FIGS. 2a, 2b are top views of devices according to exemplary embodiments of the present invention;

FIGS. 3a and 3b are top views of devices according to exemplary embodiments of the present invention;

FIGS. 4, 5 , 6, 7, 8, 9, 10, 1 1 and 12 are cross-sectional views of devices according to exemplary embodiments of the present invention;

FIGS. 13 and 14 are cross-sectional views of baskets in accordance with exemplary embodiments of the present invention;

FIGS. 1 5 , 1 6 and 17 are cross-sectional views of devices according to exemplary embodiments of the present invention;

FIGS. 18 and 1 are top views of baskets in accordance with exemplary embodiments of the present invention;

FIGS. 20a, 20b and 21 are cross sectional views of baskets in accordance with exemplary embodiments of the present invention;

FIGS. 22 and 23 are cross-sectional views of devices according to exemplary embodiments of the present invention;

FIG. 24 is a perspective view of a device according to exemplary embodiments of the present invention;

FIG. 25 is a top view of a basket in accordance with exemplary embodiments of the present invention; and

FIG. 26 is a front view of a device in accordance with exemplary embodiments of the present invention.

DETAILED DESCRIPTION

The detailed description herein makes use of various exemplary embodiments to assist in disclosing the present invention. While these exemplary embodiments are described in sufficient detail to enable those skilled in the art to practice the invention, it should be understood that other embodiments may be realized and that different combinations and modifications of structures, arrangements, applications, proportions, elements, materials, or components used in the practice of the instant invention, in addition to those not specifically recited, can be varied or otherwise particularly adapted to specific environments, manufacturing specifications, design parameters or other operating requirements without departing from the scope of the present invention and are intended to be included in this disclosure. Thus, the detailed description herein is presented for purposes of illustration only and not of limitation.

In accordance with an exemplary embodiment of the present invention, the system, methods, and devices disclosed herein discuss cooking foods, for example frying foods, and removing excess and/or unwanted liquid such as oil, fat, grease, water, and the like, and maintaining a desirable temperature within the food that is being cooked. The terms "cooking" and "frying" and formatives thereof are used interchangeably herein. Other mechanisms for cooking food besides frying fall within the scope of the present invention, such as boiling, blanching, steaming, poaching, simmering, steeping, and the like. For consistency, "frying" will be used throughout without limiting the methods of cooking for use in conjunction with embodiments of the present invention.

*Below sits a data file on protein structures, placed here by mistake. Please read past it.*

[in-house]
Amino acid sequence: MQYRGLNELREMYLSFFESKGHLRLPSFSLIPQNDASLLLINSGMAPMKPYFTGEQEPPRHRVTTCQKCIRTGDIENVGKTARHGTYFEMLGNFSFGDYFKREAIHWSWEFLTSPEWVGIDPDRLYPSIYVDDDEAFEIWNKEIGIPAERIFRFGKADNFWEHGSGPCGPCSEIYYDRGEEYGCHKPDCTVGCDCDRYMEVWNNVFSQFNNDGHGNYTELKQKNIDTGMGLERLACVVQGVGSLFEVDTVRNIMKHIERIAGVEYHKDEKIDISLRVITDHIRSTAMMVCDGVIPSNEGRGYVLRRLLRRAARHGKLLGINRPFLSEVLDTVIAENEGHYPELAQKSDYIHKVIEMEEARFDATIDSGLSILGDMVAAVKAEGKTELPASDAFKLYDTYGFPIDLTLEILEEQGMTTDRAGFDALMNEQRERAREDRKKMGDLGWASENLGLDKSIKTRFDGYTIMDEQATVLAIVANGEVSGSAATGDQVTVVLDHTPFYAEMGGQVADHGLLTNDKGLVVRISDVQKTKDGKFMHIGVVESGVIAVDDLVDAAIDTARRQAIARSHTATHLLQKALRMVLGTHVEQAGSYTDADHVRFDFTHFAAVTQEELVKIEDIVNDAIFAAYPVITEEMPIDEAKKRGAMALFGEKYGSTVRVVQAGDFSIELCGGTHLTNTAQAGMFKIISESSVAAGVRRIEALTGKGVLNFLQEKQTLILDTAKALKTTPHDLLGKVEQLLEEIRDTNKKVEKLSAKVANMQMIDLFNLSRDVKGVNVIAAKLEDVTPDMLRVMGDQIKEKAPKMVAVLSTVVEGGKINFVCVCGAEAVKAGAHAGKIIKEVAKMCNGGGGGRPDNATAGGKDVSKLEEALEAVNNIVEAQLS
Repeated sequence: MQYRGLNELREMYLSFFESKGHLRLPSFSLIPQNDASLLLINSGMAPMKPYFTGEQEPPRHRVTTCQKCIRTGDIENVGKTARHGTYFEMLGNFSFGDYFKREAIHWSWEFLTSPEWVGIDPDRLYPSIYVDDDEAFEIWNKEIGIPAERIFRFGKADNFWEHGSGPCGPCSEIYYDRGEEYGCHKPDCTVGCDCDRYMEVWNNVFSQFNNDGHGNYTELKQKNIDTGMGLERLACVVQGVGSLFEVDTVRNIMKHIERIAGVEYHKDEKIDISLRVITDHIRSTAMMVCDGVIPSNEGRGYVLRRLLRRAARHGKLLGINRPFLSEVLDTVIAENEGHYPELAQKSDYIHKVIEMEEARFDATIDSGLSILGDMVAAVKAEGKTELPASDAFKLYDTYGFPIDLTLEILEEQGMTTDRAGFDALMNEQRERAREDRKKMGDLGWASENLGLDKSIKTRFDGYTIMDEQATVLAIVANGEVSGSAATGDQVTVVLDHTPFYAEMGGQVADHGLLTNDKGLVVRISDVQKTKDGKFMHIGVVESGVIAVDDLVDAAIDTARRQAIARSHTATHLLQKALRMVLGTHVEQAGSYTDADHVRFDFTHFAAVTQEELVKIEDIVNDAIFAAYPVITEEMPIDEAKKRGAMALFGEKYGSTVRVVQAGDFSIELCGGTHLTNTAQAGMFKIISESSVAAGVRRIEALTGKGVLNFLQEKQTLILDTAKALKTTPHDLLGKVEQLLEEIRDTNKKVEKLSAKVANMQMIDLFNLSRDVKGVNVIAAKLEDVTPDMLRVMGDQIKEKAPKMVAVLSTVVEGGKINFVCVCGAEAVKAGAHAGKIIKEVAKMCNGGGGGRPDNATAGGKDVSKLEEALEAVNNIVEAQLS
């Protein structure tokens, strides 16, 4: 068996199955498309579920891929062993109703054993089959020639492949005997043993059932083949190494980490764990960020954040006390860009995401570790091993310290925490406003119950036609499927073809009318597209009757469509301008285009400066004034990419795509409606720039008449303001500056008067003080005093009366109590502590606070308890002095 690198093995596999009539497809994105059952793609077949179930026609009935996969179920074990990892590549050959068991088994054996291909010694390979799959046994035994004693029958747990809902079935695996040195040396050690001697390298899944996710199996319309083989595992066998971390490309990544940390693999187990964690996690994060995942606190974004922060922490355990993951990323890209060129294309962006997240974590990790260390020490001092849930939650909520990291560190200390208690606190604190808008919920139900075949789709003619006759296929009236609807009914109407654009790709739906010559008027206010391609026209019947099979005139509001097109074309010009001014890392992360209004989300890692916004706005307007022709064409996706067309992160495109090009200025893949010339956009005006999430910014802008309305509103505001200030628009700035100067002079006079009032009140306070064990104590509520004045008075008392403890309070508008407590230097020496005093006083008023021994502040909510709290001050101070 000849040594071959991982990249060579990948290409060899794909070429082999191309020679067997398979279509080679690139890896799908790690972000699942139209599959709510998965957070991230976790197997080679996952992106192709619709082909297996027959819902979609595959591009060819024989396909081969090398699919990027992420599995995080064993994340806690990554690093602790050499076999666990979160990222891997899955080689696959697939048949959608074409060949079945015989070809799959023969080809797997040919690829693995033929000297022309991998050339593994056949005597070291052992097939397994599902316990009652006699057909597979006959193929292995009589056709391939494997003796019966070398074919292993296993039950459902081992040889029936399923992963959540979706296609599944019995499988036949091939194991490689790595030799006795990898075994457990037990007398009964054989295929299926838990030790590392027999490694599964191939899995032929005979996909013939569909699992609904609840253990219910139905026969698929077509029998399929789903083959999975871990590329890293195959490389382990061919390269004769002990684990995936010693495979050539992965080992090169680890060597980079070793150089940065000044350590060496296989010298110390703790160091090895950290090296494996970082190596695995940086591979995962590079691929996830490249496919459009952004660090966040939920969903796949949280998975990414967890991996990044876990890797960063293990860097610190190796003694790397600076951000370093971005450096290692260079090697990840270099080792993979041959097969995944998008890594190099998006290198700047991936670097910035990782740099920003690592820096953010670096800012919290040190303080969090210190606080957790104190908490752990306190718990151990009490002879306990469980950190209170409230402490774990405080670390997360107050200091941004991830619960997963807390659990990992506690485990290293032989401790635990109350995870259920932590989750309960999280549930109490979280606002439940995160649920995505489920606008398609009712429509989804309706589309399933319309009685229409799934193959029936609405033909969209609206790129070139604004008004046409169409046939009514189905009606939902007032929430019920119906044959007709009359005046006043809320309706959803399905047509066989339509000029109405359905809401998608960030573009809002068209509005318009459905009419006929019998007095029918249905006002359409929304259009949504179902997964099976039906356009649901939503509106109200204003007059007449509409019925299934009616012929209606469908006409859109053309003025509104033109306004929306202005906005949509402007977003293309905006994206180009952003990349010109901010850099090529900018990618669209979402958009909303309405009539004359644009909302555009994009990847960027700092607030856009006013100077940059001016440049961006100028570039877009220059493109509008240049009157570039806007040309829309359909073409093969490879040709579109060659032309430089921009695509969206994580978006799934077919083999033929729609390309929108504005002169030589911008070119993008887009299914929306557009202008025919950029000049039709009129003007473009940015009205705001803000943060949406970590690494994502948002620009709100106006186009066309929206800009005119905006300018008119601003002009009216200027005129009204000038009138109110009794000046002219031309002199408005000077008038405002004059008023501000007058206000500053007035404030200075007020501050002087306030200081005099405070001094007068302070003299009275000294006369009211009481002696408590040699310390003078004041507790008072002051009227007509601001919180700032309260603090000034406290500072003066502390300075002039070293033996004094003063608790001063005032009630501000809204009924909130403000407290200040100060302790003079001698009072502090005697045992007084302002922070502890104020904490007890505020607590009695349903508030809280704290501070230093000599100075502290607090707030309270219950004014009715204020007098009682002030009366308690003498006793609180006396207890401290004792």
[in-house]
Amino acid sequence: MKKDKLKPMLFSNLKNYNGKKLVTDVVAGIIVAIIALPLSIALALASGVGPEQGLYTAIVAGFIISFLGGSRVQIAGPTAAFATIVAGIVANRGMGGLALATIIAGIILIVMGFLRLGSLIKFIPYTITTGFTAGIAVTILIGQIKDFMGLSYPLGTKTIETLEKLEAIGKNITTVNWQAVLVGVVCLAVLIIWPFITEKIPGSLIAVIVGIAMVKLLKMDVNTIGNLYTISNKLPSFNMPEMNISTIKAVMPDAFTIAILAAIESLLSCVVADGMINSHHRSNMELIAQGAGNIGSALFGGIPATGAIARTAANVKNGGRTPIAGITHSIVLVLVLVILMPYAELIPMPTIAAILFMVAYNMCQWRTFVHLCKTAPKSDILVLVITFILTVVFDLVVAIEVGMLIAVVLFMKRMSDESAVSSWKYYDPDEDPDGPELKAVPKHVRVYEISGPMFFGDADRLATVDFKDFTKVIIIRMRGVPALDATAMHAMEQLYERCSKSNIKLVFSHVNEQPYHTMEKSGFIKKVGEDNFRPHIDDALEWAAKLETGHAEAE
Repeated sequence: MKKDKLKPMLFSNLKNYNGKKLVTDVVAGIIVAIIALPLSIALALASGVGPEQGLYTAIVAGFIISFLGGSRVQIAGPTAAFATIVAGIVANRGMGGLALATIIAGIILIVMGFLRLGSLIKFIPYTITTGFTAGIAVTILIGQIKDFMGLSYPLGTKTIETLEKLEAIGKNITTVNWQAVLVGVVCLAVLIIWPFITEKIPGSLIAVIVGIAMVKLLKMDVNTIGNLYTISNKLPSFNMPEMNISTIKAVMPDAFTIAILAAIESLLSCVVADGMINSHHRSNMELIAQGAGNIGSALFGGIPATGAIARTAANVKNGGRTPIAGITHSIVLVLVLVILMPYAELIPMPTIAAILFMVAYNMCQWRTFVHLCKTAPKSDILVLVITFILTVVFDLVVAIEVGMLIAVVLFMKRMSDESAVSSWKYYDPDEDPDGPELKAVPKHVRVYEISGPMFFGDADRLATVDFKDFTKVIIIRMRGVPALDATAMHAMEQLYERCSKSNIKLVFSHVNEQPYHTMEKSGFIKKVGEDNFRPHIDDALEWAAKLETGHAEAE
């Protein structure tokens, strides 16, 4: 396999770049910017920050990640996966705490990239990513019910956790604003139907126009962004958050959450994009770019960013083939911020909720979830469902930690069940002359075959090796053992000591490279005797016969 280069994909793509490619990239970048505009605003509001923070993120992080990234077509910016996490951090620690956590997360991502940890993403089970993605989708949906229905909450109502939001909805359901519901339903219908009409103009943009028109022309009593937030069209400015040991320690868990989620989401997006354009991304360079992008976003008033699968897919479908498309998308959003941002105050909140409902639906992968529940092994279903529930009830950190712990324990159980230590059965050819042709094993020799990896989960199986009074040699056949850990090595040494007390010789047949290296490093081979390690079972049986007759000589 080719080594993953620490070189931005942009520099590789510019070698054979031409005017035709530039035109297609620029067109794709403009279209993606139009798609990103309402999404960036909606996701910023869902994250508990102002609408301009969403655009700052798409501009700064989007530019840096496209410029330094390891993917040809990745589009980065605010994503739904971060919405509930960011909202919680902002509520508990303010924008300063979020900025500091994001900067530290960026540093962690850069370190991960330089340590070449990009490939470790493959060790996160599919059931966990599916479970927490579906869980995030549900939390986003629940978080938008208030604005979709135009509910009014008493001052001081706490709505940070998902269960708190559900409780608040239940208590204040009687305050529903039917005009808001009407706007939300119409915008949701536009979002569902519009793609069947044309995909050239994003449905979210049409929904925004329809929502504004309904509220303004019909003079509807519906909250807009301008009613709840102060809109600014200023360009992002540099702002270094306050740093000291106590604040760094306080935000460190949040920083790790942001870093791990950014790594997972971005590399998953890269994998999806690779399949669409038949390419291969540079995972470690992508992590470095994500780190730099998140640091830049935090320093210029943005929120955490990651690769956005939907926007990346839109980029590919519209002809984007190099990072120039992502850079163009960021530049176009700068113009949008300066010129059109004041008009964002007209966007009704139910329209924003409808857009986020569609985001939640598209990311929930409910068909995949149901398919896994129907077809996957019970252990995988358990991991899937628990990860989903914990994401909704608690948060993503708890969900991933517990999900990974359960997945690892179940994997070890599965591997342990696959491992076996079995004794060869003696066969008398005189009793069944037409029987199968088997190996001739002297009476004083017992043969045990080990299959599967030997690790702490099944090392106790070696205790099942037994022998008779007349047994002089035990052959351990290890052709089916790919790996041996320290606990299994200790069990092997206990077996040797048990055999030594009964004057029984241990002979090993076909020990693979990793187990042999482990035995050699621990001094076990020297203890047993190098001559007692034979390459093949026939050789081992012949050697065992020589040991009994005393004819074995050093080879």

Additionally, in various embodiments of the invention, water may be used in place of cooking oil in order to boil, poach, blanch or otherwise cook certain foods. For example, foods are housed within a basket and cooked in heated water in a water section, where the water section takes the place of the oil section. Such foods that may be cooked by this process comprise pasta products and vegetables.

In various embodiments, a device in accordance with the present invention comprises at least one basket to hold food for cooking and for removal of excess liquid after cooking. In various embodiments disclosed herein, a basket may be of any shape or size (e.g., circular, square, rectangular or otherwise) and may comprise any configuration of mesh or perforations to provide a plurality of openings in the sides and bottom of the basket. In various embodiments, a basket may comprise a bottom and sides fabricated from a wire mesh, and an open top. In various embodiments, baskets in accordance with the present invention may be designed for specific food types, such as baskets with vertical basket slots for "planar" foods (e.g., hash brown patties, chicken patties, etc.). For example, for hash brown patties, it may be desirable to keep the patties upright. P T/US2012/065004

In various embodiments, a device in accordance with the present invention

comprises at least one gas stream, for example comprising at least one of ambient air, heated

air and steam. According to various aspects of the invention, cooking oil is removed from

the food by "air jetting" or passing a stream of air or steam over the food to blow oil off the